Halo Infinite finally gets co-op and Forge as Xbox admits to failures

A major winter update adds long-demanded content to Halo Infinite, as Xbox’s Matt Booty addresses the game’s poor post-launch reception.

Considering it’s the latest entry in one of Xbox’s most prestigious franchises, it is upsetting to see Halo Infinite be treated with such disdain by its player base.

Its post-launch lifecycle has been undeniably messy, with important updates regularly delayed, a lack of any meaningful new content, and its content seasons dragging on for far too long.

Developer 343 Industries is clearly aware of players’ frustrations and disappointment, which is why it’s no doubt hoping today’s massive update will help repair the damage.

343 calls it the largest feature update to Halo Infinite yet, which doesn’t seem to be an exaggeration when you read through what’s included.

Firstly, campaign co-op (which was notably missing at launch and has been in beta for a few months) is finally available and is crossplay compatible across Xbox and PC.

As a reminder, though, local co-op was cancelled due to a reallocation of resources, which is a real kick in the teeth considering local co-op has always been a mainstay of the Halo series.

The other big addition is the long-awaited Forge mode, which was also delayed a few times and was said not to be arriving until season three.

343 has decided to move up its release, since season three was delayed into 2023. This does mean that the Forge mode is technically in beta, but the plan is to expand upon it with future updates rather than keep players waiting even longer.

‘The Forge Beta in Halo Infinite launches with six canvas maps, a new visual scripting engine, object scaling, lighting and audio tools, bot support, huge budget increases, file sharing capabilities, and much more to help you create and share your maps, modes, and prefabs,’ reads a blog post on Halo Waypoint.

‘While we are calling this the Forge ‘beta,’ by no means does this mean that the mode is going away. Forge is here to stay for good in Halo Infinite, all content will carry forwards and persist, and the mode will continue to see updates and support over time, evolving to add even more content to further inspire and empower creators.’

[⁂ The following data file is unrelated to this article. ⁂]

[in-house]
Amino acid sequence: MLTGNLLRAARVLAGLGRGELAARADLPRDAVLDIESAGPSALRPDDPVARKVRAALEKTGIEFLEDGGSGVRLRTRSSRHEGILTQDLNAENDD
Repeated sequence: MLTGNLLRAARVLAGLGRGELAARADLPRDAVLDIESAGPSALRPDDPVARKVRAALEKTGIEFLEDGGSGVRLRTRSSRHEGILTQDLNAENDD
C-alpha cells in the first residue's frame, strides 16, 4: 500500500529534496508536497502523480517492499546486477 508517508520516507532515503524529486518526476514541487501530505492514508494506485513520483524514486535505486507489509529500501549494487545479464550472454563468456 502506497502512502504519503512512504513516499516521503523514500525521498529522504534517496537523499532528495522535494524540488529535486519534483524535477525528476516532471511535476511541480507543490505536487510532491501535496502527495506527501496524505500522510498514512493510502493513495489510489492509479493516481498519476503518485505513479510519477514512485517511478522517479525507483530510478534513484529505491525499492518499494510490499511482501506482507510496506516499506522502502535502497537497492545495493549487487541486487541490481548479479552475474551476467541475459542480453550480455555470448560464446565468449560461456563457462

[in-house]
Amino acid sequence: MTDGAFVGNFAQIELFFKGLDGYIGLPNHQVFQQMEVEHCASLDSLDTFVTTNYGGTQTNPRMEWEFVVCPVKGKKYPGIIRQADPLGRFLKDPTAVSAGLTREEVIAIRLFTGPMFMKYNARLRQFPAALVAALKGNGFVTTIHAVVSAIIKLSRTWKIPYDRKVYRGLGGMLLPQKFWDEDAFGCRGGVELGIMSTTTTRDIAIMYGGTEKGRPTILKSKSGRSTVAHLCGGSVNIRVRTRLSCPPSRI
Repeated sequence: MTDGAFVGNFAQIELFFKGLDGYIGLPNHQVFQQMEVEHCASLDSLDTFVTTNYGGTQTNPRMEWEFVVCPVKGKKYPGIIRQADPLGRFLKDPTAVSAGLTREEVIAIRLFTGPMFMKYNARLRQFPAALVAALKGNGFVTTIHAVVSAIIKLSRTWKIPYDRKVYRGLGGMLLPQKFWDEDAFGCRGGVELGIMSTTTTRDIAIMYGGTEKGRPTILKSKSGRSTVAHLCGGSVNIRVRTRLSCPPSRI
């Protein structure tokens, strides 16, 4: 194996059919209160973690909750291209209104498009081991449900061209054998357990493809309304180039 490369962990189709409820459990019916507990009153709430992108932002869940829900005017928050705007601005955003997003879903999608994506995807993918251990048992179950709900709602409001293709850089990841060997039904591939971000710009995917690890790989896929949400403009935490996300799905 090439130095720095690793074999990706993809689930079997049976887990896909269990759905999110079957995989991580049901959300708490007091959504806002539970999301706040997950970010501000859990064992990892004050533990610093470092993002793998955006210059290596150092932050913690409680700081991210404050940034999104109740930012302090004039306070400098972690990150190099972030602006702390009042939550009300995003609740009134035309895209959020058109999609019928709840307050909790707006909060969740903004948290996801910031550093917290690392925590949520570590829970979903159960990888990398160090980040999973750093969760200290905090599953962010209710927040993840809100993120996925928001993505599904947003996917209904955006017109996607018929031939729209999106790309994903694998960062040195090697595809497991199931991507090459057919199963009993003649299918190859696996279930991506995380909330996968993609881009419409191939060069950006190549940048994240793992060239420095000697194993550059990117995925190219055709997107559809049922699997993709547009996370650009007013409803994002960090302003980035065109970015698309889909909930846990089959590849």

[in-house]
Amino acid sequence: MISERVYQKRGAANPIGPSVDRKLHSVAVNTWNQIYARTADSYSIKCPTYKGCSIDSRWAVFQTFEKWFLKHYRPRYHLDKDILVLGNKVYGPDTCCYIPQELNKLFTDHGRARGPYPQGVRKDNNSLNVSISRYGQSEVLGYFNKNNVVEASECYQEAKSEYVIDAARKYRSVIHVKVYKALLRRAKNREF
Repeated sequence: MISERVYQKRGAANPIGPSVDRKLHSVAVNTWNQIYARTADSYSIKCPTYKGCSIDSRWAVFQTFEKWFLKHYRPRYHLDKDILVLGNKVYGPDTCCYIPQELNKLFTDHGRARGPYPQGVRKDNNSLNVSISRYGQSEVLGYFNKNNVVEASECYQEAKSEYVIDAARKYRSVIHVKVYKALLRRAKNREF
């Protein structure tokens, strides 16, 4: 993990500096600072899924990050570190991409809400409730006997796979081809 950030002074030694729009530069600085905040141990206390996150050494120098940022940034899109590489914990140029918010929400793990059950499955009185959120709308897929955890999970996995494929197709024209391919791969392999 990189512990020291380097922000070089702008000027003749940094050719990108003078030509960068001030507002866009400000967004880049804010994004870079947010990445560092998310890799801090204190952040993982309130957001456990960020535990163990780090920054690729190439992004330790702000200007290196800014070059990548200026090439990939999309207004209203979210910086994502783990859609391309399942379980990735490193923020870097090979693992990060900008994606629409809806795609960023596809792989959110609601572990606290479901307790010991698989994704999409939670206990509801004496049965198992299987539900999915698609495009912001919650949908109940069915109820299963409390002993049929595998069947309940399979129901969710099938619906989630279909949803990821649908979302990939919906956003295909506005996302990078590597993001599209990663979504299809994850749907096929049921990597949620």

Other additions include a mission replay option for the campaign, new achievements, a new battle pass, new multiplayer maps made in Forge, a new Covert One Flag gameplay mode, and an attempt to improve how you gain experience points through multiplayer.

How well these additions will be received by players remains to be seen, but both 343 and Xbox know that Halo Infinite needs to be doing more for its player base.

In a recent interview on Skill Up’s Friends Per Second podcast, Xbox Game Studios boss Matt Booty admitted that the game’s post-launch plan had been insufficient or, as he put it, they ‘tripped over the finish line’.

‘These days with a game like Halo Infinite… shipping the game is just the beginning. There’s gotta be a plan for content sustained, there’s gotta be a plan for regular continuing engagement. And we just fell short on the plan for that,’ he said.

He mentioned as well that there have been changes in team setup and leadership, which is likely referencing how Bonnie Ross, the studio head at 343, unexpectedly left Microsoft earlier this year.

At the time, Microsoft seemed to acknowledge that it was too hands-off with its studios. A lack of oversight could be a contributing factor to Halo Infinite’s messy post-launch cycle, something that could be improved with new, tighter leadership.

Halo Infinite is available for Xbox One, Xbox Series X/S, and PC.

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